Africa: Protectionism in Africa Could Hinder Free Trade

AFRICAN states are trying to tear down economic barriers through a continent-wide trade pact, but it has emerged citizens are not keen on foreign goods in their shops.

This, in hindsight, shows the African Continental Free Trade Area agreement is not well appreciated at grassroots level.

South Africa reported at the beginning of this week, and Bloomberg recently, that Benin, Nigeria and Ghana are having trouble to ensure effective trade relations – which hampers the agreement.

While 54 of the 55 countries recognised by the African Union have signed the agreement which is expected to eliminate cross-border tariffs on 90% of goods and facilitate the movement of money and people, some 27 members have yet to ratify it.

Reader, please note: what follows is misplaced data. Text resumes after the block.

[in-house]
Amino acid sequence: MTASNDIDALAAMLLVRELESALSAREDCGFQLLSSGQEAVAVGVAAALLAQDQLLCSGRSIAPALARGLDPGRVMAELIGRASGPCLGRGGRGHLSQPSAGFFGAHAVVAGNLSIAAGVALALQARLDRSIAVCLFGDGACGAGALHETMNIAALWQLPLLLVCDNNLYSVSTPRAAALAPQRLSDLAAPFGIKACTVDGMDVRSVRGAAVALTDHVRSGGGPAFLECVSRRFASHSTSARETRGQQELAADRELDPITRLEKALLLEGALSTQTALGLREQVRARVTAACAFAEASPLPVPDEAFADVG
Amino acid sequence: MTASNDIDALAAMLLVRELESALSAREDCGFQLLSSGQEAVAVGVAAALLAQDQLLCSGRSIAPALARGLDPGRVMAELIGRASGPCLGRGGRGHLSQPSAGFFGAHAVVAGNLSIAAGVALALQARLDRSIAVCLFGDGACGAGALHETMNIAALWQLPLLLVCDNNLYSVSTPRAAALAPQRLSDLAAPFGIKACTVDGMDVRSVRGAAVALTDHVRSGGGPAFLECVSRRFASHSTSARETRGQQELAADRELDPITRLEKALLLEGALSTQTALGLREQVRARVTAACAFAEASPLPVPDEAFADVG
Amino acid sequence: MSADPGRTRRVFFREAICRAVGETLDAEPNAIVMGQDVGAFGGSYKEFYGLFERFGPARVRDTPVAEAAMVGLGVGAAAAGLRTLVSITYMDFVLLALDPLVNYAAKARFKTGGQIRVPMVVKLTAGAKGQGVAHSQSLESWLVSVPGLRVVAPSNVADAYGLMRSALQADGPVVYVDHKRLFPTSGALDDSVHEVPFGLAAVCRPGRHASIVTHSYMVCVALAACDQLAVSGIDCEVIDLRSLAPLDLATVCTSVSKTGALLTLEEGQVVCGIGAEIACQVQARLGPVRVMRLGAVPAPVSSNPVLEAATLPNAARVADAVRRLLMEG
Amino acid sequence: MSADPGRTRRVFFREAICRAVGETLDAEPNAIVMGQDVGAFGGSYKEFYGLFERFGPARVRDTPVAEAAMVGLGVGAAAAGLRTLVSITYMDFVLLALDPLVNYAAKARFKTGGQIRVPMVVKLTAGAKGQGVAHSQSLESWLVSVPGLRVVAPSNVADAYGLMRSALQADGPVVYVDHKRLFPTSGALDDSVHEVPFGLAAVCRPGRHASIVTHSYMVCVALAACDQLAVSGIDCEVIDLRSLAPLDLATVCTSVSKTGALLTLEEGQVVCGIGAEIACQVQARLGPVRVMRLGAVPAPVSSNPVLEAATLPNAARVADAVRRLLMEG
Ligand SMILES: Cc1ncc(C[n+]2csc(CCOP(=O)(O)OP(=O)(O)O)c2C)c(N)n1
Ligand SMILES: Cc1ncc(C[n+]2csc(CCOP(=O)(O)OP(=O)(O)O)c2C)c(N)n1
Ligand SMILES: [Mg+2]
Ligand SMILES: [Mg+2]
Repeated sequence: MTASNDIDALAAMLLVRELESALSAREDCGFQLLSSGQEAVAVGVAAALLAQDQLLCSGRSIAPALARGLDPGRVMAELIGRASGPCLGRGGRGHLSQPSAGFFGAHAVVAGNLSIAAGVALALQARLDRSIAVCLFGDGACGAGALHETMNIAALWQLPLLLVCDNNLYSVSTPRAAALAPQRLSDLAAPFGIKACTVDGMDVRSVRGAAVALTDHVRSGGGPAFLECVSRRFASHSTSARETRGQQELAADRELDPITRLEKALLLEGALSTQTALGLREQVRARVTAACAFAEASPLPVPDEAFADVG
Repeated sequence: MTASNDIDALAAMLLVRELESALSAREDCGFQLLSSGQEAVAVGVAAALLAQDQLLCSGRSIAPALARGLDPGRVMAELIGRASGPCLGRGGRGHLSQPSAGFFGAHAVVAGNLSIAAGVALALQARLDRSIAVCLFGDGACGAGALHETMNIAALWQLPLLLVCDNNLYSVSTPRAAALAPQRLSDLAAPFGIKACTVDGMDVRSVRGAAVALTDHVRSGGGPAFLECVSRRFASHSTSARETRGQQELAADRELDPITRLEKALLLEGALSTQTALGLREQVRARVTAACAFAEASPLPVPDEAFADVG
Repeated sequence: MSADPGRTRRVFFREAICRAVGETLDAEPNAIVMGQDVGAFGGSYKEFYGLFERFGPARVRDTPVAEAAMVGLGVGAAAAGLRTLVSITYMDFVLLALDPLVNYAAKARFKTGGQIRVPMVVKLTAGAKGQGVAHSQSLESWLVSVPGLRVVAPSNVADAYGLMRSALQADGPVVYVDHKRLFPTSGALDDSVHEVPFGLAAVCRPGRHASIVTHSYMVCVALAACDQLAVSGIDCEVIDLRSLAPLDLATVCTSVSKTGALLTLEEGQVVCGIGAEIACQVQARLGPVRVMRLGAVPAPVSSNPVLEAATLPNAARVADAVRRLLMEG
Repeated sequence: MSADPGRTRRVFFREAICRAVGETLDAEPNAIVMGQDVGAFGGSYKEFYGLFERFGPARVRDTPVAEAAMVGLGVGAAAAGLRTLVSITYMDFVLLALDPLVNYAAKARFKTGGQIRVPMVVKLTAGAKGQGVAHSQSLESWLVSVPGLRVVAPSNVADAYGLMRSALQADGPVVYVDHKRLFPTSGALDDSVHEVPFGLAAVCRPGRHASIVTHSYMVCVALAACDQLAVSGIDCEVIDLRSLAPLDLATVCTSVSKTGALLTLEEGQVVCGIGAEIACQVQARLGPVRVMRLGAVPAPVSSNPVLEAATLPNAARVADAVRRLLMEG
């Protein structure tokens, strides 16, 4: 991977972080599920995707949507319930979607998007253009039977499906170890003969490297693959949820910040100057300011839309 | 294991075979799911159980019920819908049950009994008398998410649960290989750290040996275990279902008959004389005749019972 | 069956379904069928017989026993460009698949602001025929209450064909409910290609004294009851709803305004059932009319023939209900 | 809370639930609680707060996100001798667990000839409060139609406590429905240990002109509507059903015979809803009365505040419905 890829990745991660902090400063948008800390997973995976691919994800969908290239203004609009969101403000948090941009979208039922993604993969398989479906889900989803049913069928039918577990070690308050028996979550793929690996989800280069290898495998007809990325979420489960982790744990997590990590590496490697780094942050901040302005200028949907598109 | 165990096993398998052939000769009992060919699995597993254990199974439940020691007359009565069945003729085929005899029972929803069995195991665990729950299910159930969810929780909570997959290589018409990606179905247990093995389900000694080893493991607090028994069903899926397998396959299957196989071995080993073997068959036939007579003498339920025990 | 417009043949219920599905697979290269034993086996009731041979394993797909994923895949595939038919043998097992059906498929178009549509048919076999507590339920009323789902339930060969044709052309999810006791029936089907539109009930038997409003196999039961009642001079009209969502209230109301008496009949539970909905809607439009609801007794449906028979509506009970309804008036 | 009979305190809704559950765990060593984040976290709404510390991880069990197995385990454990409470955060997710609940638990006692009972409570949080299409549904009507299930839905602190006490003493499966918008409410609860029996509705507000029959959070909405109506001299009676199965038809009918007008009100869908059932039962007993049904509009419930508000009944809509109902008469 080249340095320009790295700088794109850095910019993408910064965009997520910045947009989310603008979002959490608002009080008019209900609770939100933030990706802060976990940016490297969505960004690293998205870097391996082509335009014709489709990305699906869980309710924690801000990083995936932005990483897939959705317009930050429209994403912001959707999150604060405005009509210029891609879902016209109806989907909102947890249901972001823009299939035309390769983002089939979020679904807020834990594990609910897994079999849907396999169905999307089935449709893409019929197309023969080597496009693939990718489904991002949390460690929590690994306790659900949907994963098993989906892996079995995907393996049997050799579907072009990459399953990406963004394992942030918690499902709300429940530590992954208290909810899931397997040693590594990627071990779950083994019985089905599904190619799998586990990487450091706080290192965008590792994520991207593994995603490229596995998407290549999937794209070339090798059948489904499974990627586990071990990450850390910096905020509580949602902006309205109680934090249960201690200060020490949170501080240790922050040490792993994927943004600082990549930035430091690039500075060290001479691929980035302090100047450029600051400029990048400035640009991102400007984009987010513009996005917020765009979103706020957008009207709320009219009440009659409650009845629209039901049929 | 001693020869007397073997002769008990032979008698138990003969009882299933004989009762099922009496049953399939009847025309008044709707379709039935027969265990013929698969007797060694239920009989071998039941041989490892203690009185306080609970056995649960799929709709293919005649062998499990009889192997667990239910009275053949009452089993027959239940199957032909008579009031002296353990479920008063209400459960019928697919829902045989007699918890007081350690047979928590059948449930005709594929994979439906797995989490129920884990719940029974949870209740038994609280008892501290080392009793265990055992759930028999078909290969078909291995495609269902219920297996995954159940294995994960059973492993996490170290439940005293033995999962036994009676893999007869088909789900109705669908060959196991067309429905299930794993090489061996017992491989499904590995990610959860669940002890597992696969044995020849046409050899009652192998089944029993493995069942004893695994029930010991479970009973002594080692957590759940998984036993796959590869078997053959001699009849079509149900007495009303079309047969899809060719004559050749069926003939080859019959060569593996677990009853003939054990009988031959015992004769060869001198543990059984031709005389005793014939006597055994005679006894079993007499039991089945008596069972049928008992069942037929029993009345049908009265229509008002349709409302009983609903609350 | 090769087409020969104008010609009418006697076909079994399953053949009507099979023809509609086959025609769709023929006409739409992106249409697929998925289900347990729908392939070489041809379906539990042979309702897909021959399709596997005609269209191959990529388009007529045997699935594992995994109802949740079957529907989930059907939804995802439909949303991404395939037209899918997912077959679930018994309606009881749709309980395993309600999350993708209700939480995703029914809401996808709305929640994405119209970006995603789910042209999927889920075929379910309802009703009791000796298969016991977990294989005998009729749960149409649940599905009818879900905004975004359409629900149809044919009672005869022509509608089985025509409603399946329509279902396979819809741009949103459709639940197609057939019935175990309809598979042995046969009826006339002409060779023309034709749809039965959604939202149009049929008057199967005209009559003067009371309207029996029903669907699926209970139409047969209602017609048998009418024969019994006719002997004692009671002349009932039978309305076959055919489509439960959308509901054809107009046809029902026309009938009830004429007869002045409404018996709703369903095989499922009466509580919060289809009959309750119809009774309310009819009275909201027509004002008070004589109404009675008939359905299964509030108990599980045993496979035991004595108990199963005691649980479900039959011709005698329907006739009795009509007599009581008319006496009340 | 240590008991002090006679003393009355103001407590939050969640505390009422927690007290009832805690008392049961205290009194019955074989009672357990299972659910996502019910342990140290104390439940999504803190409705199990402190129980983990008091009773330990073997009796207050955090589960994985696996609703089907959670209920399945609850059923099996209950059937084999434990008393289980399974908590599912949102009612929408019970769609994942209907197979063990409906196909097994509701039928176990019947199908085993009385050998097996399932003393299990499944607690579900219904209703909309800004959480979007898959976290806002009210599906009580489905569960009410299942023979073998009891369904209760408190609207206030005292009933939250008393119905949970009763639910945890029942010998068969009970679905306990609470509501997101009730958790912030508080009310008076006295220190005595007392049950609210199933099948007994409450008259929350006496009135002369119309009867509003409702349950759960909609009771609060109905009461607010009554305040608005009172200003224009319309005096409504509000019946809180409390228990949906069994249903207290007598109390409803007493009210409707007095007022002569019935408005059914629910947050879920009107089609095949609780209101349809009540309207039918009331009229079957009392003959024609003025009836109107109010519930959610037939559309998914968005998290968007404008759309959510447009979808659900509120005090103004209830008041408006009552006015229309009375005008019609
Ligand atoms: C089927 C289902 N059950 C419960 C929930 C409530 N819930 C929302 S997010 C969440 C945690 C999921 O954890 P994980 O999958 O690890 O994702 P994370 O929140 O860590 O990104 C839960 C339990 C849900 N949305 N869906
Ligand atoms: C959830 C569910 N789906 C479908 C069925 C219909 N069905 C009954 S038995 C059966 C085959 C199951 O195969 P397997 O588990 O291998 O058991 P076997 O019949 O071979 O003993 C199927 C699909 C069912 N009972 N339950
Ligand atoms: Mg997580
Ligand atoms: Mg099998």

This includes Nigeria, the continent’s biggest economy.

Bloomberg reported yesterday that hundreds of trucks have been parked at Benin’s border with eastern neighbour Nigeria for more than a year.

This is due to the government in Abuja abruptly curbing imports in a move to throttle the widespread smuggling of products that were sabotaging local industries and fuelling insecurity.

Also, in Ghana’s capital, Accra, Bloomberg said officials have shut Nigerian-owned stores to comply with a law that restricts foreign participation in its retail trade. These hurdles will keep Africa from fulfilling its vision of instituting a continental free-trade agreement unless difficult relationships between countries are corrected.

For now, protectionism remains priority for many African countries – especially those who have been dealt a heavy blow by Covid-19.

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